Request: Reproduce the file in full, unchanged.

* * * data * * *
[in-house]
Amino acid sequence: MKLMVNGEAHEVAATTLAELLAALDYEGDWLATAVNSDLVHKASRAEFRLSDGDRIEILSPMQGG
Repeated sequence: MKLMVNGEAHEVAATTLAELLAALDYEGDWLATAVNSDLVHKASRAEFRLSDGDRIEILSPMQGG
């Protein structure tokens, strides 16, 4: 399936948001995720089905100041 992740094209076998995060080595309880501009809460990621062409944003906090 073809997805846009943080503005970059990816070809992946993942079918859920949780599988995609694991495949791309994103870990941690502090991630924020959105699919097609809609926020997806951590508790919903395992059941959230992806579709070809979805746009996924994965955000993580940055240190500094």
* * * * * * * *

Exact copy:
[in-house]
Amino acid sequence: MKLMVNGEAHEVAATTLAELLAALDYEGDWLATAVNSDLVHKASRAEFRLSDGDRIEILSPMQGG
Repeated sequence: MKLMVNGEAHEVAATTLAELLAALDYEGDWLATAVNSDLVHKASRAEFRLSDGDRIEILSPMQGG
């Protein structure tokens, strides 16, 4: 399936948001995720089905100041 992740094209076998995060080595309880501009809460990621062409944003906090 073809997805846009943080503005970059990816070809992946993942079918859920949780599988995609694991495949791309994103870990941690502090991630924020959105699919097609809609926020997806951590508790919903395992059941959230992806579709070809979805746009996924994965955000993580940055240190500094």